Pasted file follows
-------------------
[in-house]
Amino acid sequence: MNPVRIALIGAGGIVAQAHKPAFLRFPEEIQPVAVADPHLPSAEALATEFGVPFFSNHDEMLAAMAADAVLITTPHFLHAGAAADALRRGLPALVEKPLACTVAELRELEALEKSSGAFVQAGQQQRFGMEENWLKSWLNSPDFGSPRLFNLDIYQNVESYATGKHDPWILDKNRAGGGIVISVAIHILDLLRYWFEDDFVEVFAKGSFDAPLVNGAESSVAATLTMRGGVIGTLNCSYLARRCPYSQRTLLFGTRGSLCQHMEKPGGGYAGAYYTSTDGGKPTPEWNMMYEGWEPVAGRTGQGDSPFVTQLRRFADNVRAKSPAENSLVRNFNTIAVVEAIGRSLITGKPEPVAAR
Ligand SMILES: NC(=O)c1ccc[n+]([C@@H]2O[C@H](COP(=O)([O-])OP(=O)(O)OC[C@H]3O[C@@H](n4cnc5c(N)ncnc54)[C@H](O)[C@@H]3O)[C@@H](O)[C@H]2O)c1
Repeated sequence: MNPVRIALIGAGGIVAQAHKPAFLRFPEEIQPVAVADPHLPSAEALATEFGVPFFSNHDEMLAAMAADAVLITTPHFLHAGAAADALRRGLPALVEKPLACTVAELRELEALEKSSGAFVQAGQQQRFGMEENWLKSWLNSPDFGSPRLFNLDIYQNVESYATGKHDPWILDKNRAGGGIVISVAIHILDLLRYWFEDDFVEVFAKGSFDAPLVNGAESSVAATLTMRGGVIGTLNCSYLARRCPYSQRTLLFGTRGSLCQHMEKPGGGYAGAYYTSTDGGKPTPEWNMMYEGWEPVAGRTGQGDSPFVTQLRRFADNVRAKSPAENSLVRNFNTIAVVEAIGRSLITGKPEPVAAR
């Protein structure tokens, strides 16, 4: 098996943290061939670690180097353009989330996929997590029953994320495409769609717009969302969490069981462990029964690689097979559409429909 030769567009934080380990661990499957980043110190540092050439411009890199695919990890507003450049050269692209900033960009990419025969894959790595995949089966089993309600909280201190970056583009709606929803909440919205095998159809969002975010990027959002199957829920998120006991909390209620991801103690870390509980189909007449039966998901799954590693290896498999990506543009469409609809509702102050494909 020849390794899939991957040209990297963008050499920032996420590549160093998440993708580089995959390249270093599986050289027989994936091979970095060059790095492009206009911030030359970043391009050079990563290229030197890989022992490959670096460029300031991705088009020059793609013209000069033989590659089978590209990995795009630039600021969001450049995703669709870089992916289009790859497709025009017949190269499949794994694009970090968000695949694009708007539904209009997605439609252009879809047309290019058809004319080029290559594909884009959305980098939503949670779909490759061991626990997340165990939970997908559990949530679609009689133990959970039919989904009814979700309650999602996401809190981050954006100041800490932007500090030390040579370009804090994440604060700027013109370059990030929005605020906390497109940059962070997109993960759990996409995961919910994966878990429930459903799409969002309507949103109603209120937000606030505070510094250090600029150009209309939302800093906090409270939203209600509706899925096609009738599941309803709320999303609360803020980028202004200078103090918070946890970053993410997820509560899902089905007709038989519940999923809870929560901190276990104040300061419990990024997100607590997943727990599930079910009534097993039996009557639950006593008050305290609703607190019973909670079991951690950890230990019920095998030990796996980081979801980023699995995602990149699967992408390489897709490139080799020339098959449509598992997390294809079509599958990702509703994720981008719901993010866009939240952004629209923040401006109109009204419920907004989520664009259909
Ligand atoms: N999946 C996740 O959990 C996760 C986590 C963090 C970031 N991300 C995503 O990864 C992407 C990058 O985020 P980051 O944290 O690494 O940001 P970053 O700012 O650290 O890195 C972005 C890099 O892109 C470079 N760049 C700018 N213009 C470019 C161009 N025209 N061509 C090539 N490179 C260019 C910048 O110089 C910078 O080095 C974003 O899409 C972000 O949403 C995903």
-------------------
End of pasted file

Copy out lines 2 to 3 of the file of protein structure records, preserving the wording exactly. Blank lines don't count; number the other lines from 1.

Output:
Amino acid sequence: MNPVRIALIGAGGIVAQAHKPAFLRFPEEIQPVAVADPHLPSAEALATEFGVPFFSNHDEMLAAMAADAVLITTPHFLHAGAAADALRRGLPALVEKPLACTVAELRELEALEKSSGAFVQAGQQQRFGMEENWLKSWLNSPDFGSPRLFNLDIYQNVESYATGKHDPWILDKNRAGGGIVISVAIHILDLLRYWFEDDFVEVFAKGSFDAPLVNGAESSVAATLTMRGGVIGTLNCSYLARRCPYSQRTLLFGTRGSLCQHMEKPGGGYAGAYYTSTDGGKPTPEWNMMYEGWEPVAGRTGQGDSPFVTQLRRFADNVRAKSPAENSLVRNFNTIAVVEAIGRSLITGKPEPVAAR
Ligand SMILES: NC(=O)c1ccc[n+]([C@@H]2O[C@H](COP(=O)([O-])OP(=O)(O)OC[C@H]3O[C@@H](n4cnc5c(N)ncnc54)[C@H](O)[C@@H]3O)[C@@H](O)[C@H]2O)c1